Justin Delgado is husband to Kacie Doyle-Delgado, diagnosed at age 11. After more than a decade together, he considers himself to be an expert carb counter and Dexcom inserter. He graduated with his Master of Science in Finance from the University of Utah in 2013 and has been working in commercial banking since then. He attended his first Friends for Life conference in 2015 and is looking forward to volunteering with the teens.
March 20, 2005
Exercise and Sports, Insulin Pumps
Question from Nottingham, New Hampshire, USA:
I use the MiniMed 512 insulin pump with silhouette infusion sets. I am a 56 year old active sports enthusiast who has type 1 diabetes. I am outdoors, including temperatures well below freezing, for very long periods of time all year long, such as for snowshoeing, cross country skiing, and camping in the winter time. My problem is air bubbles in the tubing. I use only about 15 units of Humalog per day in the pump. I actually overheat with the strenuous exercise while wearing the pump in a waist pouch (the pouch becomes warm and sweaty). While snowshoeing or cross country skiing, I can go back and forth from VERY warm to VERY cold in the severe New England mountain temperatures in a matter of minutes. I suspect this is the reason for the air bubbles. There is no way to avoid this while doing these activities. The reservoir is loaded with insulin at room temperature and I have no problem with air in the reservoir when filling it. The air bubble problem does not occur in warmer outdoor conditions, well above freezing. I cannot expose the pump to the cold by wearing it on a waist clip. Often, I only have a shirt and/or a light vest on while being active, then put on down clothing and Gore-Tex when stopping. There would also appear to be a problem if I expose the tubing to the cold while I have to look for air bubbles. What do you recommend?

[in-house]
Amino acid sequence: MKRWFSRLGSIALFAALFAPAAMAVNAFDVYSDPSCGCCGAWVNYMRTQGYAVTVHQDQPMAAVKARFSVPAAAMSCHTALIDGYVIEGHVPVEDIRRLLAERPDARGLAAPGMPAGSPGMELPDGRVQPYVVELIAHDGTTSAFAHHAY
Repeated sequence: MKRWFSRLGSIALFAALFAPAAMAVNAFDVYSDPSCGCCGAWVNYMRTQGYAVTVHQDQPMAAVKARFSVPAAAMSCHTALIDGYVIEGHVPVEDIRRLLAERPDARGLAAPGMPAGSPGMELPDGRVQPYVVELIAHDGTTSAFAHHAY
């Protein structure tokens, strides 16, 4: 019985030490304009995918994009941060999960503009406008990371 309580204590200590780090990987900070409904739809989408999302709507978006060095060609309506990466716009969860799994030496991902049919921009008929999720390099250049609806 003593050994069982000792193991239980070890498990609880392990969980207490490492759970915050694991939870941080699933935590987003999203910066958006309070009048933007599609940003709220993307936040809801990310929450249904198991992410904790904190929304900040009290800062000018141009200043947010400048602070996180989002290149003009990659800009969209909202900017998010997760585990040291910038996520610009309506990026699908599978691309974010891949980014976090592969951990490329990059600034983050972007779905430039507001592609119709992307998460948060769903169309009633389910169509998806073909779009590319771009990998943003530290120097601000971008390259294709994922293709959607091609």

I cannot claim to have experience with your particular issue, although I am also a New Englander and wear a pump myself. Have you discussed this issue with Medtronic? They may have some valid suggestions for you based on the experience of other pump users. Have you tried NovoLog in your pump? NovoLog may produce fewer air bubbles than you are currently experiencing with Humalog. Remember that a change in insulin will require physician supervision.
You may also wish to connect with other extreme winter athletes via the Diabetes Exercise and Sports Association.